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Even Poets Question Themselves

Carl Nelson

Am I a fraud?

It’s the question most every poet asks … a “look in the mirror under florescent lights” kind of thing, a scrutiny fueled by fear and courage.

If you’re a poet, and you haven’t pondered your own authenticity, don’t get cocky. You will. Self-interrogation is part of the art. But there’s hope.

When you’re under that blinding bulb, tied to a chair and sweating, remember why you wrote that first magical poem. The real one.

Not the poem you composed for fifth-grade class; not the tear-stained verse you penned after a breakup. I mean the poem you wrote when you didn’t have to. When life seemed good. The poem you wrote because no other form would do, not fiction, not a journal entry.

It had to be poetry because you knew, somehow, that you were at this moment infiltrating the centuries-old poetic conversation, pushing your chair up to the table. Because, for you, no other form pierces essence, asks the toughest of questions. Why this? Why now? So what?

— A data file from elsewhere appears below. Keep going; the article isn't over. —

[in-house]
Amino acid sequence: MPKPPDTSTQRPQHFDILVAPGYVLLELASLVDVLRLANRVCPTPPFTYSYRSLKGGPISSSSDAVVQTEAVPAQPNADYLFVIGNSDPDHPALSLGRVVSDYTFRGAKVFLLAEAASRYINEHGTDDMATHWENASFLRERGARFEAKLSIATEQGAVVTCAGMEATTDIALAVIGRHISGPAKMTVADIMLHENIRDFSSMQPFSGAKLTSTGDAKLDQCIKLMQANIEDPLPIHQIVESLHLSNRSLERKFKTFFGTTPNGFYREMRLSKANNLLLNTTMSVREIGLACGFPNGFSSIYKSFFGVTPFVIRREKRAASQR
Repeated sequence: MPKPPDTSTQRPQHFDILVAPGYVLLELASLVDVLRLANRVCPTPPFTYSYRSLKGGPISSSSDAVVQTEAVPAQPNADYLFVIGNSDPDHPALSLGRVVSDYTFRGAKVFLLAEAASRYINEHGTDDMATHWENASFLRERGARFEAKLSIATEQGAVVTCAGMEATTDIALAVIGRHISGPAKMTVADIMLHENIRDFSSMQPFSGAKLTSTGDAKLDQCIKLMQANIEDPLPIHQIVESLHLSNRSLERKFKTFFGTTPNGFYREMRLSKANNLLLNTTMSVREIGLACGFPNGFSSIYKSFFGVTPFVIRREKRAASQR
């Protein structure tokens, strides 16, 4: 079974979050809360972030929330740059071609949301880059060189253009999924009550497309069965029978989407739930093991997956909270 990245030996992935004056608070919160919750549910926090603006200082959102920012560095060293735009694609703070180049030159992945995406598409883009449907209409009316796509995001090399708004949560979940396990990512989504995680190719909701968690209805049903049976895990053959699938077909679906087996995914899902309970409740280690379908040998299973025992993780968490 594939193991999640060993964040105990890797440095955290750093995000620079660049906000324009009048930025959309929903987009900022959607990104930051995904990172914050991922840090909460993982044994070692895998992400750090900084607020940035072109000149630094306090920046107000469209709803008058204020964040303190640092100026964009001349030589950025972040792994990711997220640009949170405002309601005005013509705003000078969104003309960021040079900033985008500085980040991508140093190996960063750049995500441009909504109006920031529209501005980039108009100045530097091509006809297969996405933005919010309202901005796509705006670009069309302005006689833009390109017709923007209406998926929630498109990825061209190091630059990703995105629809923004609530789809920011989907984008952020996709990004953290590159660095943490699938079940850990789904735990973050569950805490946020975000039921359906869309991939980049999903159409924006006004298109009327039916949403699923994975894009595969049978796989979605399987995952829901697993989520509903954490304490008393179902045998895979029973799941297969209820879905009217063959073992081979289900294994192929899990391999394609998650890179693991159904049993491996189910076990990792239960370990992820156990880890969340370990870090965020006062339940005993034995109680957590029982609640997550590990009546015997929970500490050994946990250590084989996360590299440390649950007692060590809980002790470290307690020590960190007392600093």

In London, doing academic research at the British Library, I awoke one morning hearing a string of words, echoes from some dream. I realized they were trying to be a poem, and I copied them down.

Walking the streets, I held them like a beacon, shining above the crowds, like a secreted love-letter I could revisit at will.

I never finished it, that poem, but I got its message. Wake up, Susan. Here’s something real.

I’m Susan Porterfield, and that’s my perspective.

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